Academic journal article International Journal of Child Health and Human Development

Bicycle and Helmet Use of Young Adults and Adolescents: A Meta-Analysis

Academic journal article International Journal of Child Health and Human Development

Bicycle and Helmet Use of Young Adults and Adolescents: A Meta-Analysis

Article excerpt

Introduction

Head injuries comprise one-third of bicycle injuries treated in emergency departments in the United States (1-5). This comes as no surprise as rates of helmet use have been reported to be low (5). Children, in particular, are more prone to these types of injuries because they are much more likely to be involved in a bicycle-related injury (1) and as a result are commonly treated cohorts, (3).

Multiple studies (6-7) have been recently published, determined to scientifically document bicycle and helmet use in the adolescent and young adult population. The first of the bunch, published by Chow et al. (6) reported a negative correlation between age and helmet use among adolescent males in Toronto, Ontario, Canada; helmet use decreased from 96% to 76% to 59% for Grade 7 to 12 students. Borean et al. also noted a similar trend, with helmet use falling from 88% to 58% for adolescent cyclists in Toronto, Ontario, Canada (7).

Since then, many studies have been carried out (8-11). Many have been published, and the Bicycle Safety & Awareness Club also has some unpublished data; these studies have not been systematically compared against each other though. The aim of this meta-analysis is to compile all the data from recent literature and compare the helmet use rates of adolescents and young adults in different regions.

Methods

A literature search was conducted in many databases, such as Ovid MEDLINE and OLDMEDLINE, Embase Classic and Embase, PsycINFO. Relevant studies were screened to determine whether it reported bicycle and helmet use in adolescent and young adult populations. Additional data from three unpublished studies of the Bicycle Safety & Awareness Club - an independent all-girls school Mississauga, Canada; a school in Singapore; young adults in Vancouver, British Columbia, Canada - was also collected.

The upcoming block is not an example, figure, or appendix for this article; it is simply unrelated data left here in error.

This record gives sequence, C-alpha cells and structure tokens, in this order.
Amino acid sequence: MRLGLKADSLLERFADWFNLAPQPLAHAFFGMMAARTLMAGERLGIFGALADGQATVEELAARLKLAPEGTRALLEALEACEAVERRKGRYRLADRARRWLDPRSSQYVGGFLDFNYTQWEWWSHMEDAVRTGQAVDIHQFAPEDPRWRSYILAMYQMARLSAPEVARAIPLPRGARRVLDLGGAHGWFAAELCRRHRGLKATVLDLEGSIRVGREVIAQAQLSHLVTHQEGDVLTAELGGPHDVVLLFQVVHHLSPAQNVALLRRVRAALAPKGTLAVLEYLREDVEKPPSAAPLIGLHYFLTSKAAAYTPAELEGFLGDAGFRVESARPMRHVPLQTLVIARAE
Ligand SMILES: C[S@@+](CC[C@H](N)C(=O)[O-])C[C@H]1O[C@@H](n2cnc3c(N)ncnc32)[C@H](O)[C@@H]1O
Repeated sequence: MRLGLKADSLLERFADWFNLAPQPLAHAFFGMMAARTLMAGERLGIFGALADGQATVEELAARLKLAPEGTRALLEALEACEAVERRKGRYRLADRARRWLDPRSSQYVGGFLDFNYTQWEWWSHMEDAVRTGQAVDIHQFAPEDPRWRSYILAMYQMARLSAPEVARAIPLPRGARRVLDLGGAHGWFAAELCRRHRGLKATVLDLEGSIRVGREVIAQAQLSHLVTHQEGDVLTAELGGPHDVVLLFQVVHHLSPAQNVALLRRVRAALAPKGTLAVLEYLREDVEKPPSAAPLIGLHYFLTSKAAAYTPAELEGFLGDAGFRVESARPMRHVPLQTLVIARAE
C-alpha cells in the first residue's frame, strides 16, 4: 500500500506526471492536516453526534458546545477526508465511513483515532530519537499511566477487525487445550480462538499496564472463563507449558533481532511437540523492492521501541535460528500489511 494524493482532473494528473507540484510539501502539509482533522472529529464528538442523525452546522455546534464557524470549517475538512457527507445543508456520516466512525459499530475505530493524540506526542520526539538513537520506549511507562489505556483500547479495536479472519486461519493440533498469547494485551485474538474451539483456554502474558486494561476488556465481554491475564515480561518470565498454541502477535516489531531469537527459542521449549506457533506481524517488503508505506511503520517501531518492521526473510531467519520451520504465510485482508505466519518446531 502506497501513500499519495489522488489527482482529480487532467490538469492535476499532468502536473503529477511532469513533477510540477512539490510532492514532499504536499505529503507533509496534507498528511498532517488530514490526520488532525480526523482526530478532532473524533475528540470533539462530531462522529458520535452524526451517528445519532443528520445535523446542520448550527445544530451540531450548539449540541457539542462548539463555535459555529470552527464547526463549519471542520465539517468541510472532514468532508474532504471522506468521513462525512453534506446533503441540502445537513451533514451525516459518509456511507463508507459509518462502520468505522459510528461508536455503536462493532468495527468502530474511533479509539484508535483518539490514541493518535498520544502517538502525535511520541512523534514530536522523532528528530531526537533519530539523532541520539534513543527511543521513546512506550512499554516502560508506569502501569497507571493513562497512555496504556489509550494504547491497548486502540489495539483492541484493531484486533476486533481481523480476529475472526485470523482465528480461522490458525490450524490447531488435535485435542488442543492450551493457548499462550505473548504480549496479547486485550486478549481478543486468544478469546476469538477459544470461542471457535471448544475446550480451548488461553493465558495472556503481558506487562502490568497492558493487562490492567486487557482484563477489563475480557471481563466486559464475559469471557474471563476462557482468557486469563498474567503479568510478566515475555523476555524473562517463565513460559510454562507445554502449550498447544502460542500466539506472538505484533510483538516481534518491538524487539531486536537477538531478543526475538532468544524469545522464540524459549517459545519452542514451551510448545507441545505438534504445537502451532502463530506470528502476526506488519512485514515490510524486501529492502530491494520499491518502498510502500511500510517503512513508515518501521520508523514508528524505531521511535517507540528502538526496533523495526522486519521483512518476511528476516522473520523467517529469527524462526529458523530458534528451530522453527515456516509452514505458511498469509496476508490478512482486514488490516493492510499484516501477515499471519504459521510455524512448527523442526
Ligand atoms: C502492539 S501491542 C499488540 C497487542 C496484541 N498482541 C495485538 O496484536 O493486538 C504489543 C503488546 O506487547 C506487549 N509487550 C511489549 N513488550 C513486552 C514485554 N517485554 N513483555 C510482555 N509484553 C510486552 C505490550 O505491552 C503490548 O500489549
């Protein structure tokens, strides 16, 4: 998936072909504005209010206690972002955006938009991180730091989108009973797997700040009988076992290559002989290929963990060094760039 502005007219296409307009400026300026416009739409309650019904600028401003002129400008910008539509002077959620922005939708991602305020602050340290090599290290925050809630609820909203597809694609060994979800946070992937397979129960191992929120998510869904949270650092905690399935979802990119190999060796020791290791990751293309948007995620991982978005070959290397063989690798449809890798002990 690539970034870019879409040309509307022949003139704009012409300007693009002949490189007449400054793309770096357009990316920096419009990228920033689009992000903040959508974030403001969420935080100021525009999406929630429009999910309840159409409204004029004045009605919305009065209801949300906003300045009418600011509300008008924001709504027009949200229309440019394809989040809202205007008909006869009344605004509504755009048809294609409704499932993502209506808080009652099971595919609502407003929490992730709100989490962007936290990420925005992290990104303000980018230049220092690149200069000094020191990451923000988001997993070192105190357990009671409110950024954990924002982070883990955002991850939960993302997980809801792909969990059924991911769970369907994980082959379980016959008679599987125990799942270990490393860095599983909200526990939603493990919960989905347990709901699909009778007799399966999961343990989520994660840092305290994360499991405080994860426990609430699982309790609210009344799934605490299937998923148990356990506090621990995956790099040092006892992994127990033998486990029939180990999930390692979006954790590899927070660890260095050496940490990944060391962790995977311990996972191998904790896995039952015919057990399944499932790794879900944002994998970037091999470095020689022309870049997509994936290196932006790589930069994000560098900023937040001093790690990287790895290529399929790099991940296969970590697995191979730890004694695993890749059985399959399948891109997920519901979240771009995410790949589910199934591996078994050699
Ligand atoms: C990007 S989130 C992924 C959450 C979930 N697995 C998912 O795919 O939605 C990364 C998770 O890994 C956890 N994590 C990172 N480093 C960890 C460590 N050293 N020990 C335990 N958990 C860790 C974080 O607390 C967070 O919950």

The extracted endpoints were: bicycle use when commuting to school; duration of school commute; frequency of school commute; frequency of helmet use during school commute; knowledge of legislation/safety; bicycle use during recreational time; and frequency of helmet use during recreational time. These endpoints were compiled into a table and summed to produce a weighted average for each endpoint. The endpoints were produced for six age cohorts - three cohorts of adolescents (Grade 7 and 8 students, Grade 9 and 10 students, Grade 11 and 12 students) and three cohorts of young adults (aged 19 years and below, between 20 years old and 22 years old, and 23 years old and above).

For the studies conducted in the adolescent population, weighted averages were produced for independent-school studies in Canada, public high school studies in Canada, and a Singapore high school study. The studies conducted in the young adult population yielded weighted averages for each endpoint for: the Canadian Province of Ontario, Province of Quebec, Province of Saskatchewan, Province of Nova Scotia, Province of British Columbia, State of New York in the United States, State of California in the United States, and Outside of North America. These numerous weighted averages ultimately yielded three averages based on region - Canada, United States, and Outside of North America.

Singapore lacks bicycle legislation; the question in the Singapore questionnaire for the adolescents was a True/False question regarding whether it is safer or not as safe for helmet use. The data was merged with the data for Canadian adolescents regarding bicycle legislation. In two studies (12-13), they only had two age cohorts for young adults - 19 years and below, and 20 years and above. The data for the oldest cohort was added to the middle cohort of this meta-analysis; the authors remarked that they had no responses from young adults older than 22 years old.

Results

A total of seventeen published studies (6-22) were included in the meta-analysis, as well as data from three unpublished studies conducted by the Bicycle Safety and Awareness Club. …

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